After two anthologies with a mixture of two- and four-parters, we are finally treated to a single six-part story with the First Doctor (Stephen Noonan) going up against the iconic, titular pepperpots (voiced by director and script editor Nicholas Briggs). Full of twists, nostalgic references, and funny moments, Fugitive of the Daleks is an outstanding masterpiece that revitalises an unconventional Classic era format in the best way possible.
(I’ll do my best to avoid revealing any major spoilers, before the Daleks can pinpoint my location!)
In Carthage, decades after her departure in The Myth Makers, an older Vicki (Maureen O’Brien) says goodbye to her grandson Antiphus and enters the TARDIS, only to find the Doctor apparently feeling unwell. They make their first trip to Perpetuity Station, where the Doctor receives medical attention until things don’t turn out to be what they seem involving the crew on board, before the Daleks arrive to capture him in their time machine. As the Doctor and Vicki resume journeying across time and space, with the Daleks in pursuit, they end up in various locations and unravel the mystery of the Doctor’s amnesiac behaviour as they go along.
The plot brilliantly acts as spiritual successor to The Chase, and The Daleks’ Master Plan to a lesser degree, by utilising the experimental storytelling structure without being derivative. There were a number of intriguing historical events that I learned for the first time in the story, such as General Custer in 1876, before the Battle of the Little Bighorn; and also the first Solvay Conference at the Hotel Métropole in Brussels, 1911. A fascinating way to incorporate some educational elements, paying homage to the early historical serials of First Doctor era. Ironically enough, on the same day as Fugitive of the Daleks was released, I decided to try out The Chase on BBC iPlayer; followed by The Keys of Marinus shortly afterwards (good thing I wiped my memory before watching the former serial).
Jonathan Morris has nailed the gravitas (or should I be saying “mavitas”?) and pacing in his script, after writing some of my personal favourite Dalek audios, The Curse of Davros, We Are The Daleks, and Emancipation of the Daleks — all underrated gems! He is a real expert in devising unique, compelling Dalek concepts that attempt to manipulate or rewrite Earth’s history; the Terry Nation of Big Finish.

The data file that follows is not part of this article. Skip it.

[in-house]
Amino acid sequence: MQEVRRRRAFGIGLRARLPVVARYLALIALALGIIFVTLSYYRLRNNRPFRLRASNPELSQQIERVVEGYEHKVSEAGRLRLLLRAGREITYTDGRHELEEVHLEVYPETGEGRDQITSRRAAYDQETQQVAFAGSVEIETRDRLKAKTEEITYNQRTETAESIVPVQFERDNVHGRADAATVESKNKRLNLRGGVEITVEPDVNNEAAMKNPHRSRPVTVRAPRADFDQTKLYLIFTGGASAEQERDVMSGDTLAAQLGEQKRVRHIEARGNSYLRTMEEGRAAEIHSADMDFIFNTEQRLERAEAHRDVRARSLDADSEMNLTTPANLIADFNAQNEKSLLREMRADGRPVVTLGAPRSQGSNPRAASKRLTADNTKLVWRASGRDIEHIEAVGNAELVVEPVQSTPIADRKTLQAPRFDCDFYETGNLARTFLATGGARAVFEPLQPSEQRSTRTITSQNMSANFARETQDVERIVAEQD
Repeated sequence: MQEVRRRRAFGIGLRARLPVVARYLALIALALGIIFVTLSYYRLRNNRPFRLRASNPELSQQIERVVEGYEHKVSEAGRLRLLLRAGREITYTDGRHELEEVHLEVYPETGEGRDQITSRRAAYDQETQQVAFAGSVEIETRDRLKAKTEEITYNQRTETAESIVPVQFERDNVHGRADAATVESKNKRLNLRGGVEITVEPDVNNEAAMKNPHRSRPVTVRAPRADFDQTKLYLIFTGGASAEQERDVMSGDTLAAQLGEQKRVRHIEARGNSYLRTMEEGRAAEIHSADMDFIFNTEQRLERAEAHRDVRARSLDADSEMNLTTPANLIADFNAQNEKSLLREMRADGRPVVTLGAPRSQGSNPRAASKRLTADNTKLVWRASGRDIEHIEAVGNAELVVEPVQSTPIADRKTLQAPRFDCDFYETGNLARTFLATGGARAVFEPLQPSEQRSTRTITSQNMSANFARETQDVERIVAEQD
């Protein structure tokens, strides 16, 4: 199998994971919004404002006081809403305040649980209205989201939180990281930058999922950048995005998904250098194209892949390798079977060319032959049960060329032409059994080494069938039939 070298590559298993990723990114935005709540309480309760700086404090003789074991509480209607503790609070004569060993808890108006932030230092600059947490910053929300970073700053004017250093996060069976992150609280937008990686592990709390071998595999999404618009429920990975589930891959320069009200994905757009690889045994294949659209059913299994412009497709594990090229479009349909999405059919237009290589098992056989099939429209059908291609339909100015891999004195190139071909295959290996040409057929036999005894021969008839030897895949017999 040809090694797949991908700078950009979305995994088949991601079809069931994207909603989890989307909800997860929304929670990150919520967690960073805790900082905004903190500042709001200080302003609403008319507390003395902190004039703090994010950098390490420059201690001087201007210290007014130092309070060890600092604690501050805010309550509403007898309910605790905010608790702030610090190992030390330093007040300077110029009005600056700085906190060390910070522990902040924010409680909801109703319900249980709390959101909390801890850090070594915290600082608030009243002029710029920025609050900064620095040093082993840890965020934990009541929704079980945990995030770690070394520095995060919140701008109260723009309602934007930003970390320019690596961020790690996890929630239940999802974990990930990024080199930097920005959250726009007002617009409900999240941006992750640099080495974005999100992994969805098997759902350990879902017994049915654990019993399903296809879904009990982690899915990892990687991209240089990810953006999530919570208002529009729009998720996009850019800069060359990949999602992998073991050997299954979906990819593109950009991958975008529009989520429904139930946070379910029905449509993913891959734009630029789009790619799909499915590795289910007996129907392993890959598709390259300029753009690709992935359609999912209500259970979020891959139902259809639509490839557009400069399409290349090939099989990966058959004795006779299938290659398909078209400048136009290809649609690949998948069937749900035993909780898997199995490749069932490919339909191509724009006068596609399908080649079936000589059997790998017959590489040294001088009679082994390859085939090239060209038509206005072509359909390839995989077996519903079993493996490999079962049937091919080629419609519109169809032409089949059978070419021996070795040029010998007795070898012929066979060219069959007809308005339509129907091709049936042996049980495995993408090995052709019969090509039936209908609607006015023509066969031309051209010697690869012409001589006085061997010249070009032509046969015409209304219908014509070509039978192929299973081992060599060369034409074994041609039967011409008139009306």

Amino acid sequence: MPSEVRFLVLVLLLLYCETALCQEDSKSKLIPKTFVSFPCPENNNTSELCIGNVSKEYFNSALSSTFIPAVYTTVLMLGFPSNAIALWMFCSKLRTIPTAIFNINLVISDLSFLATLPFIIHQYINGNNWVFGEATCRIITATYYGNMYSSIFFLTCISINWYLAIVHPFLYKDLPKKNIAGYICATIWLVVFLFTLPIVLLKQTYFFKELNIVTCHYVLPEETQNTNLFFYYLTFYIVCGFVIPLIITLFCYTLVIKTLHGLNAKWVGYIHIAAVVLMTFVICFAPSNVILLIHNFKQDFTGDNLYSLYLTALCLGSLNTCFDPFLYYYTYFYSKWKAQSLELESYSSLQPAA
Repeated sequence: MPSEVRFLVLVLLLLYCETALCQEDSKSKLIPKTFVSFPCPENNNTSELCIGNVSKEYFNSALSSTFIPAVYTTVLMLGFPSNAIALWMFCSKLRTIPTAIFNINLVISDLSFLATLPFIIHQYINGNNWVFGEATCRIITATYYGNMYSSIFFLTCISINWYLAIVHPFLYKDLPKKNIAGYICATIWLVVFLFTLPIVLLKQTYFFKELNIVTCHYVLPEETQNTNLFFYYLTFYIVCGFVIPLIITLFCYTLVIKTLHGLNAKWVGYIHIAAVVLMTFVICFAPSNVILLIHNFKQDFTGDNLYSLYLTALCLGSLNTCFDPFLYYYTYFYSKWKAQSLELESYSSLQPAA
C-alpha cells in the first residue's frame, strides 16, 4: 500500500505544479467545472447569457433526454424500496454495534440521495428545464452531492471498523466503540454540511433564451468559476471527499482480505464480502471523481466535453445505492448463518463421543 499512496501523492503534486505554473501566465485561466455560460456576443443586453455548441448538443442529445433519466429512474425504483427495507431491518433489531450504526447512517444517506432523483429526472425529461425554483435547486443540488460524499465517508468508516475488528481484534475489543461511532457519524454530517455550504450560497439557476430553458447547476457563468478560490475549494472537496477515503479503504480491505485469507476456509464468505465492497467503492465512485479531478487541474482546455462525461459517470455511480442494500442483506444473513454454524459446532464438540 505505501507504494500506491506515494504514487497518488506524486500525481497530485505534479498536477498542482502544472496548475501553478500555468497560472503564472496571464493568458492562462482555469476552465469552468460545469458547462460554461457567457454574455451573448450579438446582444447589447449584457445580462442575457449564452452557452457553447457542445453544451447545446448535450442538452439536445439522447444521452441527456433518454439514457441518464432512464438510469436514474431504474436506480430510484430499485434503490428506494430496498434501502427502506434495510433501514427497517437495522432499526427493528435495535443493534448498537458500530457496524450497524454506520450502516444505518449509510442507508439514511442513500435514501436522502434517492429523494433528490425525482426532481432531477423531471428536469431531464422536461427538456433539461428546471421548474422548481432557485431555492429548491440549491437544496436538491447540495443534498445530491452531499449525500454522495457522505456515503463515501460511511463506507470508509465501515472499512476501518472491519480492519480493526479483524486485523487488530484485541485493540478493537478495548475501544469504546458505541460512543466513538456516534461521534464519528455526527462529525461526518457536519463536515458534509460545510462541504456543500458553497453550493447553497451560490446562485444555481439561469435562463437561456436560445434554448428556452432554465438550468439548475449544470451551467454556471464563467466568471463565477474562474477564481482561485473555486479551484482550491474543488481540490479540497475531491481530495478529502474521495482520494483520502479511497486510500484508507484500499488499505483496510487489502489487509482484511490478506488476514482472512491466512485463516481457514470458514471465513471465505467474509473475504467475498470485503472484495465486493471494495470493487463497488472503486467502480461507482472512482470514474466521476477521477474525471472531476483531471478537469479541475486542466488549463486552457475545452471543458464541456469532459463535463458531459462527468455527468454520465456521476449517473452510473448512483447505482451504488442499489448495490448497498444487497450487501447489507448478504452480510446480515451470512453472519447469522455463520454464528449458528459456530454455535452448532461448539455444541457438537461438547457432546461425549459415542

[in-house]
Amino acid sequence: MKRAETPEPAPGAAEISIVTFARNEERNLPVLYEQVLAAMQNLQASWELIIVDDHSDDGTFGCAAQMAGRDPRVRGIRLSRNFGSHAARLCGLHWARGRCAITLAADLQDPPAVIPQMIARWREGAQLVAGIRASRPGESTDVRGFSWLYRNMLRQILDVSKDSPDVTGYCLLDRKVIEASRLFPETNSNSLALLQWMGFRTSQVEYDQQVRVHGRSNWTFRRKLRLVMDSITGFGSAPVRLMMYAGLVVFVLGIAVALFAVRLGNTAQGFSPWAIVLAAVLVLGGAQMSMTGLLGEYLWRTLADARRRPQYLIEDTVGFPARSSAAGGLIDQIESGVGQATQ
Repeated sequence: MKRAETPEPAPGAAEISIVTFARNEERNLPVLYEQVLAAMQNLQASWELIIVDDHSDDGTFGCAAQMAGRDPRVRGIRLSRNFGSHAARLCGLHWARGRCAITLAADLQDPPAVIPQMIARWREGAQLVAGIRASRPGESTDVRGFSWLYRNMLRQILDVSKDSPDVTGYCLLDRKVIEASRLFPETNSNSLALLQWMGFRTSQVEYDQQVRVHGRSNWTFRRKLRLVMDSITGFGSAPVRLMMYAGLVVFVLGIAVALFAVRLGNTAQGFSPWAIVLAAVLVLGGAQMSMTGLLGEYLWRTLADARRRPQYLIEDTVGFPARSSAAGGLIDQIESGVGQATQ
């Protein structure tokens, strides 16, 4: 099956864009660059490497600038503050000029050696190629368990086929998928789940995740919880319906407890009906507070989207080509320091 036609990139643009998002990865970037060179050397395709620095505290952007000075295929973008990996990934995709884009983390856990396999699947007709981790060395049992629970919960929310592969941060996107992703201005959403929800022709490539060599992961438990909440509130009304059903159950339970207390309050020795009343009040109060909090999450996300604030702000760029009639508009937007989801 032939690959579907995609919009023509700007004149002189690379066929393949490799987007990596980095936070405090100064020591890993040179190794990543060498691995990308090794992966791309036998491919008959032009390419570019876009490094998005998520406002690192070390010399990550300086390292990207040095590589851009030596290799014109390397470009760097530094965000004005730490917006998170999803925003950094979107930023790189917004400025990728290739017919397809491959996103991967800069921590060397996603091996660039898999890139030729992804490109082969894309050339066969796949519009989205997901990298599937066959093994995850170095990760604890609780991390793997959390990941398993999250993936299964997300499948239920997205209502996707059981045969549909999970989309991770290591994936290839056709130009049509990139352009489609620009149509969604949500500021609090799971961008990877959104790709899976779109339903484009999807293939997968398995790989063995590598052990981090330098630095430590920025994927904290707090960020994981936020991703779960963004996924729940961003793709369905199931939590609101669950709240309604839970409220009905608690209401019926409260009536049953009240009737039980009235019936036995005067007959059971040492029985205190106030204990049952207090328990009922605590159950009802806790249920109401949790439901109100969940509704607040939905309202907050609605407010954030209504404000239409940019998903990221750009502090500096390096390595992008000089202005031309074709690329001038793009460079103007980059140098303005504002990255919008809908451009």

What can I say about Stephen Noonan, hmm? Ever since our first taste of him as the First Doctor, his uncanny William Hartnell impression continues to shine with the mannerisms and vocal tics. Not just in the previous two boxsets, The Outlaws and The Demon Song, but also his cameos in the Once and Future 60th anniversary event; with an expanded appearance in the fifth chapter, The Martian Invasion of Planetoid 50. It’s a real honour that Noonan has already joined the line of Doctor recasts at Big Finish, alongside Michael Troughton, Tim Treloar, and Jonathon Carley. I’ll say no more, hmm!
Honestly, I didn’t expect Vicki Pallister (later known as Cressida) to return as a companion… and it works splendidly. I love how Maureen O’Brien adds layers of maturity in her portrayal, whilst maintaining Vicki’s youthfulness. Although Dodo Chaplet (Lauren Cornelius) doesn’t appear until during the latter half of the story, I’m very pleased that she gets an opportunity to meet Vicki, as they both played significant roles in the Doctor’s life. It also helps having The Incherton Incident briefly recapped with flashbacks, plus referencing former companion Steven Taylor who Vicki and Dodo knew all too well.
I have such a soft spot for six-part audios, which is why I consider Fugitive of the Daleks to be the best First Doctor Adventures release so far. Right up there with Kaleidoscope, The Auton Infinity (Forty 2), and Cold Fusion, the format gives enough room for the main characters and plot to develop whilst avoiding unnecessary padding. Not to mention the supporting cast — Mark Elstob, Ashley Cousins, and Gary Turner — who have mastered voicing multiple guest characters and changing accents; plus Genevieve Gaunt superbly stepping in as Hedra. And I also want to give Christopher Naylor, best known for voicing Fourth Doctor companion Harry Sullivan, a shoutout for applying his painting skills to the outstanding cover artwork (which belongs in the Louvre)!
For anyone who has yet to try out a Big Finish First Doctor audio, go for this one. It’s a perfect starting point. We have no idea what’s next for the range, but I hope they’ll do a boxset at some point featuring the Doctor’s granddaughter Susan, (Carole Ann Ford), sometime before travelling with Ian and Barbara is what I have in mind.
Fugitive of the Daleks is available now from Big Finish.